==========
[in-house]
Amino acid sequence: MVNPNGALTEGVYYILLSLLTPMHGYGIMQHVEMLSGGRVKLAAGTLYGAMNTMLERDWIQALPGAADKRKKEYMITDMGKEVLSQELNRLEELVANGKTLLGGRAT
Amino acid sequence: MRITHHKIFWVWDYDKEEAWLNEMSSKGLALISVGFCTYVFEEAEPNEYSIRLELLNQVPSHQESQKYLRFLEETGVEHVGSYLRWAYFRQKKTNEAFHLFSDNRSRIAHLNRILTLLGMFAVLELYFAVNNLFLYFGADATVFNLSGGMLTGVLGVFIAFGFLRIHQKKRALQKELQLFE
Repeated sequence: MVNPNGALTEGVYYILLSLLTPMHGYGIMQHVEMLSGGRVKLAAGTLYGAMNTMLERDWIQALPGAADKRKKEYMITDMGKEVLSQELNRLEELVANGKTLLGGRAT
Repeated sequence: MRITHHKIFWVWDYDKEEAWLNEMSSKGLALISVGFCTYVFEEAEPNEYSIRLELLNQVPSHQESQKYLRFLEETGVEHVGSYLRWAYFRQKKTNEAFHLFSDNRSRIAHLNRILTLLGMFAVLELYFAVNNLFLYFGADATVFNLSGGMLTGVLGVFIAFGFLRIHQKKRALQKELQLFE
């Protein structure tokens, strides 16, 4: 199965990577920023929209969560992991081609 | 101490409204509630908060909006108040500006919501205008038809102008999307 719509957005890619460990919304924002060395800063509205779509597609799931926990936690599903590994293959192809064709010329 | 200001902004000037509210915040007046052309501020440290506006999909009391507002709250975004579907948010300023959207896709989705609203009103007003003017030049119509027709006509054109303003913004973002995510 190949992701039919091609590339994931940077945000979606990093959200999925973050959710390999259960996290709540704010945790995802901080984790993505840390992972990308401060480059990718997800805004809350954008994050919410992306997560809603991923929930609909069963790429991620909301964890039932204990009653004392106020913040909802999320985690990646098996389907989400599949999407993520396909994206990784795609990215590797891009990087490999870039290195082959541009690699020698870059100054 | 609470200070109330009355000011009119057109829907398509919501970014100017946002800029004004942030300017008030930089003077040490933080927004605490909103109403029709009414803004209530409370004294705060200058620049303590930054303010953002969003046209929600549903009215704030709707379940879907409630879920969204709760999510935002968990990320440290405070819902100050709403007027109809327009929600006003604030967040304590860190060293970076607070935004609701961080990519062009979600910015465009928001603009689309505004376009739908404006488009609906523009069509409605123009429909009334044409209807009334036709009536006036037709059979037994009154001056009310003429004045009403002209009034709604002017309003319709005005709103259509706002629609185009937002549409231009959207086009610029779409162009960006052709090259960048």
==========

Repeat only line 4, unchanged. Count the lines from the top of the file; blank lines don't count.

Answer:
Repeated sequence: MVNPNGALTEGVYYILLSLLTPMHGYGIMQHVEMLSGGRVKLAAGTLYGAMNTMLERDWIQALPGAADKRKKEYMITDMGKEVLSQELNRLEELVANGKTLLGGRAT